The return of the IPO

chart_ipos.gif By Tim Gray, contributor


FORTUNE -- The stock debut of Tesla Motors in late June sparked memories of the initial-public-offering mania of a decade ago. As the share sale for the electric-car maker (which is at least two years from profitability) approached, excitement mounted, and the underwriters raised the price to $17, from an expected range of $14 to $16. Demand was so intense that the stock opened at $19 and spiked as high as $30 within a day. The shares promptly tumbled below $15 before settling around $20 in late July.

IPOs are back, and Tesla is a reminder of the lure -- and the perils -- of buying in. Through late July, 223 companies had gone public worldwide this year, raising at least $100 million each, according to Renaissance Capital. If that pace continues, 2010 will produce more IPOs than 2008 and 2009 combined.

Besides Tesla (TSLA), recent deals have included the Agricultural Bank of China, which raked in about $22 billion -- making it one of the largest IPOs in history -- private equity firm KKR (KKR), and RealD (RLD), a maker of 3-D equipment for movies like Avatar. General Motors will also reportedly sell shares by November.

What the wave of new issues means for the markets is unclear. Most often, such a trend reveals more about the past than the future, argues IPO guru Jay Ritter, a finance professor at the University of Florida. "Companies file after the stock market has gone up," he says. If anything, he adds, "high volume suggests that the stock market has gotten overheated."

Still, Bill Buhr, IPO strategist for Morningstar, sees hopeful signs: "The success of Tesla and RealD's IPOs suggests a turnaround with the tech sector at least. Greater tech spending could mean good things for the economy at large. Health care is also looking good. There's a boatload of firms getting ready to go public in that area." (Among the "interesting" IPOs he cites -- but doesn't endorse -- is hospital giant HCA, which plans to emerge from a turn through private ownership.)

Finding the promising new stocks, of course, is the hard part. For every legendary offering -- think Microsoft (MSFT, Fortune 500) or Google (GOOG, Fortune 500) -- there are dozens of dogs. Ritter's decades of research, he says, have yet to identify "any category of IPOs that reliably outperforms on average." Smaller deals are particularly risky, he says; companies with less than $50 million in annual sales before their launch tend to be "disappointments."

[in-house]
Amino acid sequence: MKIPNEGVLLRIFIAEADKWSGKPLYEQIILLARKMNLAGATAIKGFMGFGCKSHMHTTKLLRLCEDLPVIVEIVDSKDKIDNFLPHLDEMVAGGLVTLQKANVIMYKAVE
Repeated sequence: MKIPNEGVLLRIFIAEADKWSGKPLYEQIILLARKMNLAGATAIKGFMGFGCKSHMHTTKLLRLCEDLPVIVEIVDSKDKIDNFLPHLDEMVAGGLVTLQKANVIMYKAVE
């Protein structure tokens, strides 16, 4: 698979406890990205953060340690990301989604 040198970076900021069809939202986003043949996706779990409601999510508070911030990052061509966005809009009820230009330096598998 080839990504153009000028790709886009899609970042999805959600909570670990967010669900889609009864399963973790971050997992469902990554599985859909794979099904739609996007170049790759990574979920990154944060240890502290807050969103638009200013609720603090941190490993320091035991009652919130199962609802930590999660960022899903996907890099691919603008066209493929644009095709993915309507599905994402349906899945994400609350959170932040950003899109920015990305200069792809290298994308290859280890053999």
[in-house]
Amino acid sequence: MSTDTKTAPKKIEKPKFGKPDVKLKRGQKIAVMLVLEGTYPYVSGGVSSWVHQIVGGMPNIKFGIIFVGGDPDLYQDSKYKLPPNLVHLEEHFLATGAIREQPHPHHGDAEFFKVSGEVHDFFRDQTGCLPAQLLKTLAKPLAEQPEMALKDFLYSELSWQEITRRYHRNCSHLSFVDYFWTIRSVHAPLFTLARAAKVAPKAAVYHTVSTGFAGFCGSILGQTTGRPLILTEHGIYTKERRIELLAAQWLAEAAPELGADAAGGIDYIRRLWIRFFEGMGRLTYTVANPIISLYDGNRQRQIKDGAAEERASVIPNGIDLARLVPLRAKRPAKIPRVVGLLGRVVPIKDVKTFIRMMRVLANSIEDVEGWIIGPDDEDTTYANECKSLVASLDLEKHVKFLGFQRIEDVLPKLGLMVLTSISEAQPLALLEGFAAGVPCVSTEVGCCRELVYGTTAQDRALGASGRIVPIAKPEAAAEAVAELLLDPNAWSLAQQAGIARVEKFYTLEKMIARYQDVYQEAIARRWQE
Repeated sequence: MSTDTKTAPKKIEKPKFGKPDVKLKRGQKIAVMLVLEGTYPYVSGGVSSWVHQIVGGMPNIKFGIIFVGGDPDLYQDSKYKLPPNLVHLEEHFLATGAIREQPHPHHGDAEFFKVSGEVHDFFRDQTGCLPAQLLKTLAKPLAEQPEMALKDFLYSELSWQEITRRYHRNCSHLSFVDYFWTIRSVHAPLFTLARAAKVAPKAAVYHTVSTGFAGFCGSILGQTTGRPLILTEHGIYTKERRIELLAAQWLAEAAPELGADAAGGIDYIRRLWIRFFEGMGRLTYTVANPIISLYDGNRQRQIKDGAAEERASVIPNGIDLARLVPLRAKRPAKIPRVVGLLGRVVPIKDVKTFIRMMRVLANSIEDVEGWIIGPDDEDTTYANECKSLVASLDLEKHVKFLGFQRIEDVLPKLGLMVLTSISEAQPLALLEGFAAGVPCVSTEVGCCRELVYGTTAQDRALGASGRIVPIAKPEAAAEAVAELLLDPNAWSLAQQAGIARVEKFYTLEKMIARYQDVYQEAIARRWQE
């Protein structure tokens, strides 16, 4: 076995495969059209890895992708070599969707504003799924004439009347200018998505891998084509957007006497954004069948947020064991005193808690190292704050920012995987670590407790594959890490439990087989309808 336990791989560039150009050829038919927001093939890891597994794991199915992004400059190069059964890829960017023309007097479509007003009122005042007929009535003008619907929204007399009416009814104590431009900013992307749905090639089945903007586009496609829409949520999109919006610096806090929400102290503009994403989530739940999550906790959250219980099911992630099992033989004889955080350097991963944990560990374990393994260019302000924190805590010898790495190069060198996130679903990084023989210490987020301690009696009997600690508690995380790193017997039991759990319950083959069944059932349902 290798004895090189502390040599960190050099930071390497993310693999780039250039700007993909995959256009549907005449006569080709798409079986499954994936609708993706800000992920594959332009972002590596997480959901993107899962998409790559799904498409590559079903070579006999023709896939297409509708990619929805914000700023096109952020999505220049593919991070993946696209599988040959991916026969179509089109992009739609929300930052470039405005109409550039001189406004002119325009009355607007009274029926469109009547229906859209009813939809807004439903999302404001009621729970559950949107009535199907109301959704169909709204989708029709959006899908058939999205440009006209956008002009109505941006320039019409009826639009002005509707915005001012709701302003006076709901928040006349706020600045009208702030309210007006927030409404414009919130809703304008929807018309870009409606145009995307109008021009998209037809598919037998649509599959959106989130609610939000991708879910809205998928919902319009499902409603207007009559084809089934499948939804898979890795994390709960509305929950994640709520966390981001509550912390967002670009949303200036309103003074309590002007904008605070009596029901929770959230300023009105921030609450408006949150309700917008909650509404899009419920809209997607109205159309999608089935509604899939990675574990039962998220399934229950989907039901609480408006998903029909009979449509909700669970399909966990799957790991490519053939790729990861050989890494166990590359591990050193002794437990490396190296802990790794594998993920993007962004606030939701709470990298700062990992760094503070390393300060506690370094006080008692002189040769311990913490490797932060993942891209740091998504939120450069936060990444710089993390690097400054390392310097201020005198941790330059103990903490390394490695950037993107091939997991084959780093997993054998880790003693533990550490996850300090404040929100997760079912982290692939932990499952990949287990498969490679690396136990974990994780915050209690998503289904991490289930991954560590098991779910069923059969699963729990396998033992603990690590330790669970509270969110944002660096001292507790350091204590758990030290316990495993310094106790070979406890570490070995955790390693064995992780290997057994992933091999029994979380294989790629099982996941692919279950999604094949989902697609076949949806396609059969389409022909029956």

For retail investors, the challenge is judging, on scant information, whether IPOs are priced right, says Michelle Lowry, a finance professor at Pennsylvania State University. "With GE (GE, Fortune 500), you have thousands of investors deciding what it's worth," she says. "With an IPO, one investment bank decides."

Retail investors typically can't buy in at the opening price. Institutional investors scarf up the best deals, and individuals get the leftovers. "If you can buy in at the offer price, you probably don't want to be in there," Lowry says.

The safer strategy, apart from avoiding new issues entirely, is to wait until a few months after launch, when you're better able to gauge the stock's value, and its highly volatile first days are past. One promising stock in that category, according to Chris Retzler of the Needham Small Cap Growth Fund, is Financial Engines (FNGN), which provides online advice, mostly about retirement planning. The stock made its debut in March at $12, bumping up and down in a volatile market to nearly $15 at the end of July. "With the decline of traditional pensions," Retzler says, "we're asking people to take more of a role in managing their own money, and Financial Engines helps with that."

Investors who want to buy into IPOs but sidestep some hazards of single stocks can purchase the First Trust U.S. IPO Index Fund (FPX). The ETF, which owns the stocks in the IPOX 100 U.S. index, consists of shares added seven days after launch and held for about four years. It lost less than the S&P 500 (SPX) over the past three years and returned 17.9% over the past year, compared with 11.8% for the S&P. Excitement, it seems, has returned to IPOs.  To top of page